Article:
British-Iranian aid worker Nazanin Zaghari-Ratcliffe speaks next to her husband Richard Ratcliffe during a news conference hosted by the local MP, Labour's Tulip Siddiq, in the Macmillan Room at Portcullis House, London, Britain, following her release from detention in Iran last week, March 21, 2022. Victoria Jones/REUTERS

By Emma Batha

 – Protests engulfing Iran have reached a point of “no return” as demonstrators demand wide reforms beyond the end of mandatory hijab rules, said British-Iranian charity worker Nazanin Zaghari-Ratcliffe, who spent six years detained in Tehran.

She said the Islamic government’s crackdown on the popular revolt and shutdown of the internet showed it was scared of losing control.

“The anger has been building up for many, many years,” said Zaghari-Ratcliffe as demonstrations raged for a sixth week, triggered by the death in police custody of 22-year-old Mahsa Amini after she was accused of wearing her headscarf improperly.

“We can see a coming together for one single goal, and that is freedom. The protests are really, really powerful this time. I don’t think we’ve ever seen the unity we’re seeing now,” said Zaghari-Ratcliffe, describing Amini’s death as the “spark for an explosion”.

The protests have grown into one of the boldest challenges to the Islamic Republic since the 1979 revolution even if they do not appear close to toppling a government that has deployed its powerful security apparatus to quell the unrest.

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“There is a generational shift which plays a massive role in the new movement,” said Zaghari-Ratcliffe, who works for the Thomson Reuters Foundation as a project manager and will address the charity’s annual Trust Conference on Wednesday.

“This is the generation of social media and TikTok and the internet. They know more about the world and their rights than we did. They have a lot more courage than we did.”

The uprising has seen women tear off and burn their veils, with crowds calling for the downfall of Supreme Leader Ayatollah Ali Khamenei.

Thousands have been detained by security forces and more than 200 killed including children, according to rights groups.


Zaghari-Ratcliffe, 43, was arrested at Tehran airport in 2016 after a trip to see her parents with her then 22-month-old daughter Gabriella.

She was separated from her daughter, whom she was still breastfeeding, and put in solitary confinement in a tiny windowless cell.

Zaghari-Ratcliffe was later convicted of plotting to overthrow the clerical establishment. She denied all the charges against her and the case was widely seen as political.

She was freed in March with another dual national, Anousheh Ashouri, after Britain repaid a historic debt to Tehran.

During her detention in Tehran’s Evin prison, Zaghari-Ratcliffe said she met many women who had received long jail terms for protesting against Iran‘s mandatory hijab rule, including one 19-year-old sentenced to 24 years.

She said the current protests were a greater threat to the regime than previous ones because they had attracted broader support, with labour unions now organising strikes which could potentially paralyse the economy.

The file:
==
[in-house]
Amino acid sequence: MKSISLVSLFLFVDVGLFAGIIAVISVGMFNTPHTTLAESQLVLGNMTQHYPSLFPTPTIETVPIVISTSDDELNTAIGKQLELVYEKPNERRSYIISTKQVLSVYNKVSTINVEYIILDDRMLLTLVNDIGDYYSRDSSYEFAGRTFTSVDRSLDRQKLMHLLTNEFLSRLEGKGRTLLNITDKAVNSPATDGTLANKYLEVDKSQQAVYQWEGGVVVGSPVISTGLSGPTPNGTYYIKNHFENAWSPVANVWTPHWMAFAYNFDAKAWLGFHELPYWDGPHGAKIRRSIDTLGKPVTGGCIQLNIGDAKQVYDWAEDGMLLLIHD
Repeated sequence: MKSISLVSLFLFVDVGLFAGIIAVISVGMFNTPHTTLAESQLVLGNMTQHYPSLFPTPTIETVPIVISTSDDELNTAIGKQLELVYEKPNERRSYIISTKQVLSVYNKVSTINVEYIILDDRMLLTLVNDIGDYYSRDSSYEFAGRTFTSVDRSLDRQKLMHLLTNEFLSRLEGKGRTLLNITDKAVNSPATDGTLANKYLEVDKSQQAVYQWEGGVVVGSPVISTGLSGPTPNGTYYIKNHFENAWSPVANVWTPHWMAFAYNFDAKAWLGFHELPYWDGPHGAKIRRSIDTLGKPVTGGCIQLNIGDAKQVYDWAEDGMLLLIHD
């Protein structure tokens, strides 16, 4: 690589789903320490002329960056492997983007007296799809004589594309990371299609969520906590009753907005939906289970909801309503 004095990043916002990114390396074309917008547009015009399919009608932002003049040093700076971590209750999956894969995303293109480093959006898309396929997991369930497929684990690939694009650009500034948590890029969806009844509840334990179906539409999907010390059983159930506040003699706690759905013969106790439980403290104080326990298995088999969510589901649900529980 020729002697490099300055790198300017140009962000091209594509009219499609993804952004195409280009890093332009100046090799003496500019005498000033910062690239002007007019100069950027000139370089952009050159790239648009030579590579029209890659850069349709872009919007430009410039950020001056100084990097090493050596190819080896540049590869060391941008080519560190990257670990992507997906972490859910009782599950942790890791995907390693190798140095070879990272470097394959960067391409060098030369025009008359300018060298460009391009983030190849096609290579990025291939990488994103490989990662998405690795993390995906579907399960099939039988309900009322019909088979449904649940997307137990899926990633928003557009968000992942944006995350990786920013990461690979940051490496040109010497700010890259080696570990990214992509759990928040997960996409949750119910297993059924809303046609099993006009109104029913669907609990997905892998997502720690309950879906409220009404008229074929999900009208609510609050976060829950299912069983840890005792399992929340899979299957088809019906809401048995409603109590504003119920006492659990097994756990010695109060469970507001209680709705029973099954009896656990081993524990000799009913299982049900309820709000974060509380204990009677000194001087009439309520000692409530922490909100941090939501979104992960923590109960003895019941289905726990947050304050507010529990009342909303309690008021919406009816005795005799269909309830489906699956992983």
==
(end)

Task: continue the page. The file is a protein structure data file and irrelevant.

“There’s no return from here,” she said. “This is not just about forced hijab any more. It’s also about the repressive rules they’ve been imposing on people for a very, very long time. It’s about unemployment, it’s about lifestyle, it’s about freedom to have access to information and the internet.”


Iran has shut down the internet and blocked access to platforms such as Instagram and WhatsApp to stop people organising protests and sharing images with the outside world.

“Shutting down the internet is exactly what they are doing when they put people in solitary (confinement), only on a bigger scale,” said Zaghari-Ratcliffe.

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“They disconnect you from the outside world so the world doesn’t know what is happening to you and you can’t tell them. They want people to be scared and feel forgotten.”

Zaghari-Ratcliffe said she would continue to speak up for other detainees, including UK-born environmentalist Morad Tahbaz who was expected to fly back to Britain with her in March but was kept behind at the last moment.

He was released on bail with an electronic tag in Tehran in July.

“My story is the story of many people in Iran who remain in prison. I’ve got the responsibility to be their voice,” said Zaghari-Ratcliffe, adding that the protests made her proud to be an Iranian woman.

“It’s a shame for those of us living in enforced exile that we cannot be with the women on the streets, but we are certainly very proud,” she said.

Zaghari-Ratcliffe is settling back into London with her daughter and husband Richard, who ran a long campaign for her release including a three-week hunger strike while camped outside the Foreign and Commonwealth Office.

But she said she could not feel entirely free while friends were still in jail.

“Freedom is a very relative concept. I’m free in terms of coming out of prison and coming back home to my family in London. But I have left a part of me in Iran,” she said.

“I won’t be completely free until my country is free.”

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(Reporting by Emma Batha; Editing by Sonia Elks and Katy Migiro. The Thomson Reuters Foundation is the charitable arm of Thomson Reuters. Visit

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